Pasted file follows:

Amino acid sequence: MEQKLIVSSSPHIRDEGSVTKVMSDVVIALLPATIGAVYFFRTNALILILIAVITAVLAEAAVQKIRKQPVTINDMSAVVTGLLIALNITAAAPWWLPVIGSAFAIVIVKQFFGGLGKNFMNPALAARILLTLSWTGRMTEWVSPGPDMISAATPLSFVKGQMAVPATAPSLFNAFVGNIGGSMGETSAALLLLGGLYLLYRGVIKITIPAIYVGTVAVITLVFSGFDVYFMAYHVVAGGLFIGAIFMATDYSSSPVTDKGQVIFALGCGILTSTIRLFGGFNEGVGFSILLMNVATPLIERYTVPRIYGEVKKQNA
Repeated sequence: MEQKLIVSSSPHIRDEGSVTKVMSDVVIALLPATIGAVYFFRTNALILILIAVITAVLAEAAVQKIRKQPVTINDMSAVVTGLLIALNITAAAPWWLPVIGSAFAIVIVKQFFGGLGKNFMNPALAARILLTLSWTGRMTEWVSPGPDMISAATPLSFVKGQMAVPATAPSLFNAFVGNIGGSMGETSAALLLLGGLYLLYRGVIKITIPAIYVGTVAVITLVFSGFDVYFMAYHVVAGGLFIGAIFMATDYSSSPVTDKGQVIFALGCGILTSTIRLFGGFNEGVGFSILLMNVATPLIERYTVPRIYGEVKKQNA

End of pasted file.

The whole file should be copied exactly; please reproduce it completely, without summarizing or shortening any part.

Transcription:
Amino acid sequence: MEQKLIVSSSPHIRDEGSVTKVMSDVVIALLPATIGAVYFFRTNALILILIAVITAVLAEAAVQKIRKQPVTINDMSAVVTGLLIALNITAAAPWWLPVIGSAFAIVIVKQFFGGLGKNFMNPALAARILLTLSWTGRMTEWVSPGPDMISAATPLSFVKGQMAVPATAPSLFNAFVGNIGGSMGETSAALLLLGGLYLLYRGVIKITIPAIYVGTVAVITLVFSGFDVYFMAYHVVAGGLFIGAIFMATDYSSSPVTDKGQVIFALGCGILTSTIRLFGGFNEGVGFSILLMNVATPLIERYTVPRIYGEVKKQNA
Repeated sequence: MEQKLIVSSSPHIRDEGSVTKVMSDVVIALLPATIGAVYFFRTNALILILIAVITAVLAEAAVQKIRKQPVTINDMSAVVTGLLIALNITAAAPWWLPVIGSAFAIVIVKQFFGGLGKNFMNPALAARILLTLSWTGRMTEWVSPGPDMISAATPLSFVKGQMAVPATAPSLFNAFVGNIGGSMGETSAALLLLGGLYLLYRGVIKITIPAIYVGTVAVITLVFSGFDVYFMAYHVVAGGLFIGAIFMATDYSSSPVTDKGQVIFALGCGILTSTIRLFGGFNEGVGFSILLMNVATPLIERYTVPRIYGEVKKQNA